Where I work, there is a lot of communicating: through phone, email, fax, scan and even through snail mail. The other day, I emailed one of my suppliers in Boston about a receipt that I didn’t receive. And his response was “Yeah I sent it the other day, but, I will resend it to you in the morning.”
That BUT killed me. As I looked at the email I had said to myself very modest: given the fact, apparently I didn’t get the receipt, there is no need to even say he sent it. Right? I mean by him saying he sent it, does that mean it will automatically appear to my fax? I just shook my head.
Now I could have taken it further, and prolonged an unnecessary email chain, but when I did receive it I replied “Thanks, received. My apologies for not receiving it the first time.”
My pastor says from time to time “The BUT erases everything said previously said.” So how much breath (literally lol) we save by not even saying some things. Like his sentence should have been “Yeah I sent it the other day, but, No problem, I will resend it to you in the morning.” See how much more pleasant that sounds to the other person?
As humans, we definitely have that urge to correct someone, don’t we? Even when we are right, technically.Like, we know we are right, we know what we did was right, did everything according to the book and according to our knowledge of what would be done and how it should be done. But when someone calls us wrong, it does make us feel a certain type of way, doesn’t it?
Yes, it does. And I know I am guilty of it sometimes. It’s really not a good feeling at all. So, our human reaction is to, indeed, speak back with the ‘matter of fact’ bad attitude, speaking in such a way to correct the one person and prove them wrong.
But we have all heard the saying, “Silence is Golden.” I’ve learned, as I grow more and more in Christ, the Christian walk is really about serving others instead of yourself. So when speaking, we really have to be careful how we come across to others, more than trying to get our point across, yes, even when we feel and know, we are definitely right in a situation.
As believers, we just can’t do a lot of things we want to do, even when we feel we are justified to. We just simply can’t. No explanation on it. Some things are very much tiny, (IE: the example given) but still, some things are better left unsaid because they are miniature to the bigger picture. Plus, God honors what you don’t say, because that is a sacrifice of yourself (your feelings) for someone else. Plus this is also a good time to pray for yourself and for the other person. Pray for justification, pray for understanding and pray for peace.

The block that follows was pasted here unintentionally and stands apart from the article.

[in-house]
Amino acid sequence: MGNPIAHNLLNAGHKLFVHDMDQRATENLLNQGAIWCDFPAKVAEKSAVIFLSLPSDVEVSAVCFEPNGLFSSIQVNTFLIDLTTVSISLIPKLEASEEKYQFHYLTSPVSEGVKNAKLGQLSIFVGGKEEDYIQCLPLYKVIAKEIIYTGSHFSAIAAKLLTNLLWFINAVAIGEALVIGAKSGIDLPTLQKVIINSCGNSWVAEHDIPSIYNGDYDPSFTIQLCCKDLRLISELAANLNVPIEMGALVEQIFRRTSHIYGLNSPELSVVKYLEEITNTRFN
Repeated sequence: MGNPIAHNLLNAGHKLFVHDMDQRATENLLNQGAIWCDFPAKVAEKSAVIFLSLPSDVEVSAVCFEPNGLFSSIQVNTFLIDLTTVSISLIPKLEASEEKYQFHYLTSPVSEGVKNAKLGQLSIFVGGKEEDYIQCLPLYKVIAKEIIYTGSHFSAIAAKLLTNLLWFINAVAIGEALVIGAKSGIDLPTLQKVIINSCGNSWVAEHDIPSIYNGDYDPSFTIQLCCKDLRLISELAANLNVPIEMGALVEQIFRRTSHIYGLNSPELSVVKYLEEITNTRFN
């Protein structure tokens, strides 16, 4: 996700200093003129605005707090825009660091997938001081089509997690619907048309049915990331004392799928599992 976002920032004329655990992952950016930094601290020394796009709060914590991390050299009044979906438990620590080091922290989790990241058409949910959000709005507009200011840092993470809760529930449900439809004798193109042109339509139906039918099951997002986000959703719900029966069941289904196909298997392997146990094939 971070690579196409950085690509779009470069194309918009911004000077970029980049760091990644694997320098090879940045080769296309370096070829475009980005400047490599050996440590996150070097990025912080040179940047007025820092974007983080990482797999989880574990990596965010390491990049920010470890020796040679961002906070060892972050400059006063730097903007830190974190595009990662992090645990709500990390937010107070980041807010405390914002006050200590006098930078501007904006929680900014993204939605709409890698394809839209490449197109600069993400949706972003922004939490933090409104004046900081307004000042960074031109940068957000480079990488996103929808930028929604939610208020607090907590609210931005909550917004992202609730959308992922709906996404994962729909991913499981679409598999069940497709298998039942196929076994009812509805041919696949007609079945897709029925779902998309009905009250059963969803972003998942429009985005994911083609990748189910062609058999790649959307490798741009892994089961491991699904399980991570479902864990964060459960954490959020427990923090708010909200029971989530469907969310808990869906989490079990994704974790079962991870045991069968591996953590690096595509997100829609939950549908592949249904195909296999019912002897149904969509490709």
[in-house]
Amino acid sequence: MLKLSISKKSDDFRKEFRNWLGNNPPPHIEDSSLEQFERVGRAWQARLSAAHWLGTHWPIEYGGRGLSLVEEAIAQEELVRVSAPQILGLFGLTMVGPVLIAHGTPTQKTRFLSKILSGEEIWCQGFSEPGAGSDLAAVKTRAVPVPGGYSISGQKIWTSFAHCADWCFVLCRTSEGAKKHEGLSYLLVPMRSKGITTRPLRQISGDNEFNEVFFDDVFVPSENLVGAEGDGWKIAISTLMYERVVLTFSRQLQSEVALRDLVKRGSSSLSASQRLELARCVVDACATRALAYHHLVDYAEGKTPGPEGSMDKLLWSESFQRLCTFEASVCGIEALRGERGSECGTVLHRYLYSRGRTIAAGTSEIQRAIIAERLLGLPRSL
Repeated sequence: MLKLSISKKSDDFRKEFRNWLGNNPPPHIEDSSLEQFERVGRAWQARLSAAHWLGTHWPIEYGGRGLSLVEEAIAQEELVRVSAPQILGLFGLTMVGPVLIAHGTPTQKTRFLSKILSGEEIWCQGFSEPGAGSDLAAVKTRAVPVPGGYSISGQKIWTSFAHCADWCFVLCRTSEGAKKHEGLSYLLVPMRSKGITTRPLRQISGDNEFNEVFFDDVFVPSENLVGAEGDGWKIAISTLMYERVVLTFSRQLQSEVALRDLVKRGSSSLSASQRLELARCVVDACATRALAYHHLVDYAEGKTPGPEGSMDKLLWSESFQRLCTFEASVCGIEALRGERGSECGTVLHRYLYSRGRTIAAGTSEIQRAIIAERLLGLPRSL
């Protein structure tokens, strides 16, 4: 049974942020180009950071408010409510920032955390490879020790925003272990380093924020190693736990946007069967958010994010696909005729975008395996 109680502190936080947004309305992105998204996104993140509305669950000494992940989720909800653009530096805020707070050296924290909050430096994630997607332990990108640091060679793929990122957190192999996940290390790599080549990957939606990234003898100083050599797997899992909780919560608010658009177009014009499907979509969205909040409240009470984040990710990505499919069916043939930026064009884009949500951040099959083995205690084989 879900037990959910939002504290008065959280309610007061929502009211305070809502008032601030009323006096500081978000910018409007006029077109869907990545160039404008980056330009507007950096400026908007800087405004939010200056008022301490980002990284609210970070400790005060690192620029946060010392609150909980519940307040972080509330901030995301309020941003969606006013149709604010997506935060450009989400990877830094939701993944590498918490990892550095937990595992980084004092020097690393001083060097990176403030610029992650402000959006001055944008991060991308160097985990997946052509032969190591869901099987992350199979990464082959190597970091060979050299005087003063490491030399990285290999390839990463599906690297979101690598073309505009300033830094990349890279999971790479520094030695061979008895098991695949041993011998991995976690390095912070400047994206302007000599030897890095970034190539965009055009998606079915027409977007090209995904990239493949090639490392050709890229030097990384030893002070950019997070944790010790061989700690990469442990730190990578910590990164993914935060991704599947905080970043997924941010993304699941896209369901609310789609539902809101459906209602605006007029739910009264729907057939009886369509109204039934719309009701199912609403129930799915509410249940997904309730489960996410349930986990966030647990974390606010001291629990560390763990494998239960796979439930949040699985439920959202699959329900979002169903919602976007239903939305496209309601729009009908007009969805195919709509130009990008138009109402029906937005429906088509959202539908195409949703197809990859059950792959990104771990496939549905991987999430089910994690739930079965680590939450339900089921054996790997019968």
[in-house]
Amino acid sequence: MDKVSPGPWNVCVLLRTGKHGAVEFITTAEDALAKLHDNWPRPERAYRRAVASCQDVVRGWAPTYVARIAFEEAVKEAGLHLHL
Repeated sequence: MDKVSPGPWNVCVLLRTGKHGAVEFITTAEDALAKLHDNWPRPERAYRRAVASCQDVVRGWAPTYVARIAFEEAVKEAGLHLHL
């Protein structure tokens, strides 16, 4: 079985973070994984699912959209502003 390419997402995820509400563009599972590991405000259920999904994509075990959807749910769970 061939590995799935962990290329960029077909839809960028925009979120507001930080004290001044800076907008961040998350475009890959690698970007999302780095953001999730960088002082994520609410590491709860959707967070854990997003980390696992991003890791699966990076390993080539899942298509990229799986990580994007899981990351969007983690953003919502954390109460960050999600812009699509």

So we should think about what we are about to say. In a recent bible study with my boyfriend, we had a great topic called Reciprocating Grace. In it, we learned and spoke about how to reciprocate and reflect grace to others. One point I mentioned was we can do this through even our words and actions towards others. In the New Life Version of Colossians 4:6 it says: “Let your speech always be gracious, seasoned with salt, so that you may know how you ought to answer each person.” Logically speaking, get your point across in a way it don’t offend others. When you know you are right, and justified, then that alone should be enough to justify you, not trying to prove you are right to the other person.
But if we are indeed wrong in any given circumstance or situation, and someone corrects us, then Stand to be Corrected.
(DISCLAIMER: Even though their correction might not be ‘seasoned’ and does come off as ‘matter of factly’, still be able to stand corrected the right way. God honors this too!) We are to exude His responses to all situations and circumstances, the giving and receiving end, even when it is not extended to us.
Have a happy Friday!